Here’s a good idea – take the opening to Kevin Costner’s adaptation of the fabled Sherwood Forest rogue (remember: the character is returning from something like…the Crusades???), ignore the rest of the legend that everyone knows, and then go backward. Or perhaps plotpoint sideways? Whatever the case, turn Ridley Scott and his overcranked action scenes loose on the battle heavy narrative and get a beefy Russell Crowe to step up to the crossbow. Impressed yet? Many on the web were wowed by this earthy, energetic trailer. For us, the notion of a medieval Gladiator just doesn’t sit well.
(Benicio del Toro, Anthony Hopkins – directed Joe Johnston)
Oh goodie – more CG transformation footage. More images of Anthony Hopkins smirking by candlelight. More shots of Hugo Weaving wondering how he got himself into this mess. There is a fine line between homage and hackdom, and so far, this adaptation of the Universal scare standby keeps walking precariously along it. On the plus side, we only have five more days to suffer through all the fake finger stretching and fang bearing. And while we appreciate the R rating, we would have preferred to see original director Mark Romanek’s name on the credits, not Jurassic Park III‘s Joe Johnston.
(Leonardo DiCaprio, Mark Ruffalo – directed by Martin Scorcese)
Enough already!!! Just show us the damn movie! The American auteur’s Hitchcockian take on Dennis Lehane’s novel was supposed to hit theaters back in October! Instead, it got bumped to this less than impressive mid-Winter release date. Still, Scorcese’s images are hypnotic and one senses that, if he can pull this off, he might have another Cape Fear style mainstream hit on his hands. Still, enough with the horror insane asylum meets Kenneth Anger collages…please?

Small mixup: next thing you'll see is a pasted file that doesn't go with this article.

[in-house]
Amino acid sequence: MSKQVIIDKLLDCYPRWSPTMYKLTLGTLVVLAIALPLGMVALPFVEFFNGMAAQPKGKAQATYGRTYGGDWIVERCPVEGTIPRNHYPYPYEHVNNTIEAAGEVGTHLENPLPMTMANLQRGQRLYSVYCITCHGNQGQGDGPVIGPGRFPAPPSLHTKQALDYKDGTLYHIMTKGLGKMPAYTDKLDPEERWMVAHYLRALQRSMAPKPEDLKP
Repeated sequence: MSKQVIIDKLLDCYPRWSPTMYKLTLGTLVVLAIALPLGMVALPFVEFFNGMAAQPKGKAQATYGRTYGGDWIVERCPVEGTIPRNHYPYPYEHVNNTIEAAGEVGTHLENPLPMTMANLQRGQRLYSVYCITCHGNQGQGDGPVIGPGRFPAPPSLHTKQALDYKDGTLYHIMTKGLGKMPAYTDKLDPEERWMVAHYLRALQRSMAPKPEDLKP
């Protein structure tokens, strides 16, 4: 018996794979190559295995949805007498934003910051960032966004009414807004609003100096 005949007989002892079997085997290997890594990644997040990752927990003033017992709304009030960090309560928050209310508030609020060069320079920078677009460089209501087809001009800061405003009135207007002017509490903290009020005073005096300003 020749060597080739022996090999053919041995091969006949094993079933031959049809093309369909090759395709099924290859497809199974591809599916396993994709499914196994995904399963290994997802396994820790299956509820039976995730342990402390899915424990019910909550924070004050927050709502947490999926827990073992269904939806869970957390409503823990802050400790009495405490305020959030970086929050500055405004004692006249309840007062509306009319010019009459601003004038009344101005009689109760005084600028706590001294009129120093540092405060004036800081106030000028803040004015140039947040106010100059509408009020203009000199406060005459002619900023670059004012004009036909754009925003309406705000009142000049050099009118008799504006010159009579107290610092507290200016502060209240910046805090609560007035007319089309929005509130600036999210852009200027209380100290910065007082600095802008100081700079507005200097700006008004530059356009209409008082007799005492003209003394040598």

Alice in Wonderland
(Johnny Depp, Helena Bonham Carter – directed by Tim Burton)
Still trading on Johnny Depp’s demented Mad Hatter and gal pal Bonham Carter’s helium balloon head, Burton’s take on the Lewis Carroll’s classic remains beautiful, if baffling. There is still little of the re-imagined “War in Wonderland” narrative on display, and the screen time seems purposefully balanced between the stars and some startling F/X. With less than a month before release, here’s hoping Disney gives up a few more details. Right now, all we have are pretty, if puzzling, pictures.
Prince of Persia: The Sands of Time
(Jake Gyllenhaal, Gemma Arterton – directed by Mike Newell)
By their very nature, video game adaptations are tricky. You have to balance of the needs of cinema with the wants of console title fanatics everywhere. Producer Jerry Bruckheimer has faced a lot of heat for casting Caucasian Tobey Magui…oops, sorry, Jake Gyllenhaal as the famed Middle Eastern hero Dastan. All questionable ethnicity aside, this one reminds us, oddly enough, of National Treasure 2: Book of Secrets, except without Nicolas Cage’s bad hairpiece. Perhaps a less hectic ad will win us over.
According to early reports, Iron Man 2 and Despicable Me were supposed to make an appearance as well (along with the previously lamented lack of Toy Story 3). Maybe at $2.6 million a pop (or in the case of a trailer, several times that amount), these titles didn’t feel the need to make a Super Sunday splash.